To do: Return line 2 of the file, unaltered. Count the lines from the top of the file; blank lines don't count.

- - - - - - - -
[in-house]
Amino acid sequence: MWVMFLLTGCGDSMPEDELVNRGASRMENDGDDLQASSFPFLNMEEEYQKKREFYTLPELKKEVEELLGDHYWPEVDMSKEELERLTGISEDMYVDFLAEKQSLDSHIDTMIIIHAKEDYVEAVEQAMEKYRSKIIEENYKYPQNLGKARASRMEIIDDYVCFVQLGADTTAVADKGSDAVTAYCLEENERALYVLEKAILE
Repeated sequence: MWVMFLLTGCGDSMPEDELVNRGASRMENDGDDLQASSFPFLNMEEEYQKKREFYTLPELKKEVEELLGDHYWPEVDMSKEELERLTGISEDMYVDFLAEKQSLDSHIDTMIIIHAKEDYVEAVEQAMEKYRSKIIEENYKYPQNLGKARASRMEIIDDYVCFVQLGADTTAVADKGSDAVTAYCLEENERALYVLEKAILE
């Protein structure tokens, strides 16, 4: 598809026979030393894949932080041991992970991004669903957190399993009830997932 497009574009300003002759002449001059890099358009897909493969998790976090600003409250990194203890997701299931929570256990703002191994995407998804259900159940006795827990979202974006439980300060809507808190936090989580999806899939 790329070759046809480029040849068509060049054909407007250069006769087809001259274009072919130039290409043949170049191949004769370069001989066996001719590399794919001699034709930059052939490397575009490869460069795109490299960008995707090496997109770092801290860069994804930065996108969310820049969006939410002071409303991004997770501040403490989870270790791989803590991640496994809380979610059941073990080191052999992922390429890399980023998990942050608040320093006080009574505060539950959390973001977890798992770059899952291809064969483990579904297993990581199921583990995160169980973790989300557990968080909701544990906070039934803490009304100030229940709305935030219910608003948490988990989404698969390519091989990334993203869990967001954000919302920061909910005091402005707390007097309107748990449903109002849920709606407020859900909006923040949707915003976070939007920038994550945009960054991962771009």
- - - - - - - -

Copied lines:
Amino acid sequence: MWVMFLLTGCGDSMPEDELVNRGASRMENDGDDLQASSFPFLNMEEEYQKKREFYTLPELKKEVEELLGDHYWPEVDMSKEELERLTGISEDMYVDFLAEKQSLDSHIDTMIIIHAKEDYVEAVEQAMEKYRSKIIEENYKYPQNLGKARASRMEIIDDYVCFVQLGADTTAVADKGSDAVTAYCLEENERALYVLEKAILE